CORN SILK " Know Your Herbal Allies"
Corn silk is the long, silky threads that grow on corncobs. Though it’s often discarded when corn is prepared for eating, it may have several medicinal applications.
As an herbal remedy, corn silk has been used for centuries in traditional Chinese and Native American medicine. It’s still used today in many countries, including China, France, Turkey, and the United States (1Trusted Source).
This article explains everything you need to know about corn silk, including its uses, benefits, and dosage.
What is corn silk, and how is it used?
Corn silk is the long, thread-like strands of plant material that grow underneath the husk of a fresh ear of corn.
These shiny, thin fibers aid the pollination and growth of corn, but they’re also used in traditional herbal medicine practices.
Corn silk contains a variety of plant compounds that may be responsible for various health effects.
In traditional Chinese and Native American medicine, it’s used to treat a variety of ailments, including prostate problems, malaria, urinary tract infections (UTIs), and heart disease (1Trusted Source).
More recent research indicates that it may also help reduce blood pressure, cholesterol, blood sugar, and inflammation (1Trusted Source)
Corn silk may be used fresh but is often dried before being consumed as a tea or extract. It may also be taken as a pill.
"Corn silk is a type of natural fiber that grows on corn plants. It’s used as an herbal remedy for a variety of illnesses in traditional or folk medicine."
Potential benefits of corn silk
Although corn silk is routinely used in herbal medicine, studies on it are limited.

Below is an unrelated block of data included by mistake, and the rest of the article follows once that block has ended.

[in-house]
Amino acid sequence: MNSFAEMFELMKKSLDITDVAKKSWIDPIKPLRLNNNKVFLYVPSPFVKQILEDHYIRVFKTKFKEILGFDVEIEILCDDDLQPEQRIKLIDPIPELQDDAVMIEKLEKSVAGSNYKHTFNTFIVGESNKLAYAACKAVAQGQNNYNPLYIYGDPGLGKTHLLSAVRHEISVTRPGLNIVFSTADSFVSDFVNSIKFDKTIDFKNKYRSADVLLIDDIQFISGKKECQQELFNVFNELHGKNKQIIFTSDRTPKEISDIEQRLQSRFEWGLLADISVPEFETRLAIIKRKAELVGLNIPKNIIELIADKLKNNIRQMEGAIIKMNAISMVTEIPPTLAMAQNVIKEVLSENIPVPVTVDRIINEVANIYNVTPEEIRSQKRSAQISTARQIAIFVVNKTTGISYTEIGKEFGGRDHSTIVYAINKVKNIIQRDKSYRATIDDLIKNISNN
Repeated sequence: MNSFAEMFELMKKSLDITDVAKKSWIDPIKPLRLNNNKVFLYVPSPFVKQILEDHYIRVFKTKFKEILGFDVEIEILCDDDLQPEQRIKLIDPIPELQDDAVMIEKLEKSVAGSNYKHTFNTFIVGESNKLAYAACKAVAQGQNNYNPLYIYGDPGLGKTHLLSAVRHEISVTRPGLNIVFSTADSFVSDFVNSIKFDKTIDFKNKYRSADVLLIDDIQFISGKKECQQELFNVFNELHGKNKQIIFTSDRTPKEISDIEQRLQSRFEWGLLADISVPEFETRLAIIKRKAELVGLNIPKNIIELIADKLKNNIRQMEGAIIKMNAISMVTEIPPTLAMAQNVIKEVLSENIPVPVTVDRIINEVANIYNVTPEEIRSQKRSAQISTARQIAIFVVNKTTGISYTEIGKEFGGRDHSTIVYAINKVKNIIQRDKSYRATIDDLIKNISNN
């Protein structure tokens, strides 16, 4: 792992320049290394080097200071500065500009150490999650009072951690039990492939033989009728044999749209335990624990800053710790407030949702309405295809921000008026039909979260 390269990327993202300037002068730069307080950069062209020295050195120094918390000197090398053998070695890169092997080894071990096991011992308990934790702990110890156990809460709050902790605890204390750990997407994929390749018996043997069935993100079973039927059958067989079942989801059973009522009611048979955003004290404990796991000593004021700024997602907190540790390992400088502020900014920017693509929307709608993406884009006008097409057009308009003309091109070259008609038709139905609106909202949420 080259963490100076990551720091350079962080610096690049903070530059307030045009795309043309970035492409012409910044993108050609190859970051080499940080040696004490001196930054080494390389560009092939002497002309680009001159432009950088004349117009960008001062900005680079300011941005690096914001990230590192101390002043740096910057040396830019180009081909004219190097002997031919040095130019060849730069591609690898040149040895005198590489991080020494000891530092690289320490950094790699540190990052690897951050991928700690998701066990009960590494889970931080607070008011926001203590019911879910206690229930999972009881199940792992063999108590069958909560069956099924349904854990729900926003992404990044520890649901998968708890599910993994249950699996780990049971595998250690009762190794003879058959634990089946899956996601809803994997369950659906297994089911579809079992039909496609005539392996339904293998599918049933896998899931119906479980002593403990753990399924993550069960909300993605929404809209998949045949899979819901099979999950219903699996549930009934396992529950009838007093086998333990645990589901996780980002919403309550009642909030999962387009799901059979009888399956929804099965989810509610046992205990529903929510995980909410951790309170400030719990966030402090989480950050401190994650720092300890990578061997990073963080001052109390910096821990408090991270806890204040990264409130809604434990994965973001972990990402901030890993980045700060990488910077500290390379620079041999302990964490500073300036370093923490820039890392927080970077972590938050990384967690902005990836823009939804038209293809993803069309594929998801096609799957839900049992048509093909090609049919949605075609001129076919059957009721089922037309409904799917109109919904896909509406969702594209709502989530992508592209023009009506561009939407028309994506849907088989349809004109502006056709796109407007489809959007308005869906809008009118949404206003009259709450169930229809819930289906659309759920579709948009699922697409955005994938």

However, preliminary research suggests that it may have health benefits, especially for certain types of inflammatory conditions like heart disease and diabetes.
Antioxidants are plant compounds that protect your body’s cells against free radical damage and oxidative stress. Oxidative stress is one of the major causes of a number of chronic conditions, including diabetes, heart disease, cancer, and inflammation (1Trusted Source, 2Trusted Source).
"Corn silk is a naturally rich source of flavonoid antioxidants."
Multiple test-tube and animal studies demonstrate that its flavonoids reduce oxidative stress and protect against free radical damage (1Trusted Source).
These compounds may be responsible for many of corn silk’s benefits.
Has anti-inflammatory properties
Inflammation is part of your body’s natural immune response. However, excessive inflammation is linked to a variety of illnesses, including heart disease and diabetes (3Trusted Source).
Test-tube and animal studies have found that corn silk extract may reduce inflammation by suppressing the activity of two major inflammatory compounds (1Trusted Source).
This stringy plant fiber also contains magnesium, which helps regulate your body’s inflammatory response (4, 5Trusted Source).
That said, human research is needed.
May manage blood sugar
Some research indicates that corn silk may lower blood sugar and help manage diabetes symptoms.
One animal study noted that diabetic mice given corn silk flavonoids had significantly reduced blood sugar compared to a control group (6Trusted Source).
A recent test-tube study also revealed that antioxidants in this corn product may help prevent diabetic kidney disease (7Trusted Source).
Although these results are promising, human studies are needed.
May lower blood pressure
Corn silk may be an effective treatment for high blood pressure.
First, it encourages the elimination of excess fluid from your body. As such, it could be a natural alternative to prescribed diuretics, which are often used to reduce blood pressure (1Trusted Source, 8Trusted Source).
What’s more, a recent study in rats discovered that corn silk extract significantly reduced blood pressure by inhibiting the activity of the angiotensin-converting enzyme (ACE) (9Trusted Source).